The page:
Category Archives: PR

Why ‘How to get a job in PR’ includes PR practitioners AND academics

ImageI am just one person with one opinion.  I happen to think my opinion is valid when it comes to giving job hunting advice to entry-level job seekers – I have a lot of success of helping graduates securing their first PR positions – but it is by no means the ONLY opinion that matters.  That’s why when I was researching for ‘How to get a job in PR’ I decided that it was important to include the views of PR pracititioners.  Entry-level PRs need to hear from employers that the advice I’m giving them is sound, and it’s great to get tips from the horse’s mouth too.

But I didn’t stop there.  I decided to ask PR academics for their views too.  Very rarely do you see academics and practitioners quoted in the same article or book, but I think it’s absolutely essential that the industry pays closer attention to what academics have to say and that practitioners and academics work together to attact great talent to the profession. Continue reading

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Why I chose to self publish

The world of publishing is complex and seemingly difficult to break into. We’ve all heard the stories of how successful authors were turned away by agents and publishers dozens of times before they were signed up – including writers like Stephen King and JK Rowling.   Continue reading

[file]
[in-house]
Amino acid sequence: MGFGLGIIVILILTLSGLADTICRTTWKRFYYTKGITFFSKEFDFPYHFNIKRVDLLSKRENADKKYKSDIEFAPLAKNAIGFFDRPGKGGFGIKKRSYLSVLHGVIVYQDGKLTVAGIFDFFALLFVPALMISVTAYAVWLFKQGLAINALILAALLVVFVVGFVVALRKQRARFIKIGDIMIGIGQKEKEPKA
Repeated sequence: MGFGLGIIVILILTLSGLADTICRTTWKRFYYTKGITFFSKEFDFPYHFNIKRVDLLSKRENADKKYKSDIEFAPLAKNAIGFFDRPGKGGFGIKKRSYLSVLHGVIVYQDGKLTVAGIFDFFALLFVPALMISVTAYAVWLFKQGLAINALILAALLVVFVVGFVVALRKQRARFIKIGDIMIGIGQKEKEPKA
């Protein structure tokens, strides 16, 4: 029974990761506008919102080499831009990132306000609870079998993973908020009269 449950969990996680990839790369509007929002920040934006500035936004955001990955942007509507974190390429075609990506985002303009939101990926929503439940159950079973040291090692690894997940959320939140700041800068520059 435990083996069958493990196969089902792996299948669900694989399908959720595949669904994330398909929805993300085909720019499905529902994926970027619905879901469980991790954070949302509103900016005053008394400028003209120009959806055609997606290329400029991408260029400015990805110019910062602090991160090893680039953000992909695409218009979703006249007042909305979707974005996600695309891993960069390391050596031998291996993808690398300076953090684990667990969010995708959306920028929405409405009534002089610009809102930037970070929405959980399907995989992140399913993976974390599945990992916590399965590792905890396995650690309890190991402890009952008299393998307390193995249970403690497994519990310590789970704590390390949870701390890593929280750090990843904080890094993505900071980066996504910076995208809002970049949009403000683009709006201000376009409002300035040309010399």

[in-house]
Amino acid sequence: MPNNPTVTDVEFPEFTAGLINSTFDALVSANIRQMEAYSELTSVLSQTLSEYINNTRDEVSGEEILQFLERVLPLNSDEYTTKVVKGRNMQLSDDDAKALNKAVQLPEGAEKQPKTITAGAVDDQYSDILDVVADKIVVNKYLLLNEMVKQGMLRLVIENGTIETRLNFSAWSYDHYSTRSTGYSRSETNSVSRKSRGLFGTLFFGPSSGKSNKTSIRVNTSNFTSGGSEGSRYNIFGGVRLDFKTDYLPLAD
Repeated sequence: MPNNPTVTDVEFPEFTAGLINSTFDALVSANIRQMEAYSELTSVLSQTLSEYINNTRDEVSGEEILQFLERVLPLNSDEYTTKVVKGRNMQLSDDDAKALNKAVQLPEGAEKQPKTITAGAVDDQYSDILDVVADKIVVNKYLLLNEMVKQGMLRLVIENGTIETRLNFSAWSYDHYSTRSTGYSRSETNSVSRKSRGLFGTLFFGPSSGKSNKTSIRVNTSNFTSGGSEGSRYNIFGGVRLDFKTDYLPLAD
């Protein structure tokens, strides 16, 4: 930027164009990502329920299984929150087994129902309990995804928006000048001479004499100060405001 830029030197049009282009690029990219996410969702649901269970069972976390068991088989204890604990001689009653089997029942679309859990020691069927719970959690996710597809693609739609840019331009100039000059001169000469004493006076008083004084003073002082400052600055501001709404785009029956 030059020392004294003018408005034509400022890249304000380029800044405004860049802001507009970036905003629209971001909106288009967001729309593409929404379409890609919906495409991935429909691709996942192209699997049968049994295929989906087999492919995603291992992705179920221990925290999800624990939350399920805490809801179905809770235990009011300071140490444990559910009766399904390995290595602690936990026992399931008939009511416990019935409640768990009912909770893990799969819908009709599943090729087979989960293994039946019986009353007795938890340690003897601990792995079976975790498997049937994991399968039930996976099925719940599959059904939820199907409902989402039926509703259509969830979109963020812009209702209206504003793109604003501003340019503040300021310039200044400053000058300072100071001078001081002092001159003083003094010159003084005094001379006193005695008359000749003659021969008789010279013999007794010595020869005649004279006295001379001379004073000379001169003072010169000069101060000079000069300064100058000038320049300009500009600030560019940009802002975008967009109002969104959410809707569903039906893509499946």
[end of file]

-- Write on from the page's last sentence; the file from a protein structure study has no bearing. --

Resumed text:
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How to get a job in PR – Launch date announced

About a year ago, I started thinking looking around for a careers book to recommend to graduates and other entry-level job seekers.  Something that would tell them all about PR, and how to go about getting a job in the industry.  A quick search on Amazon revealed that there actually isn’t any useful books on the subject – so I decided to write one. Continue reading

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How to prepare for a PR job interview

interview prepThere are lots of articles around on interviewing skills, including mine here and here.  But what should you be doing to prepare for the interview before you even walk through the door?  Here are my top five tips on preparing for PR job interviews: Continue reading

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10 ways to start writing for a PR career

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Writing skills are highly prized by PR employers but if you’ve had three (or more) years of writing essays and dissertations, how do you go about changing your writing skills to be relevant to a PR career? Continue reading

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Filed under Careers, Graduates, PR

Ten tips for new graduates

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So you’ve just left university and you’re hankering after a job in PR.  What should you be doing?  Here are my ten top tips.  Continue reading

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Filed under Careers, Graduates, PR

Rude graduates don’t get jobs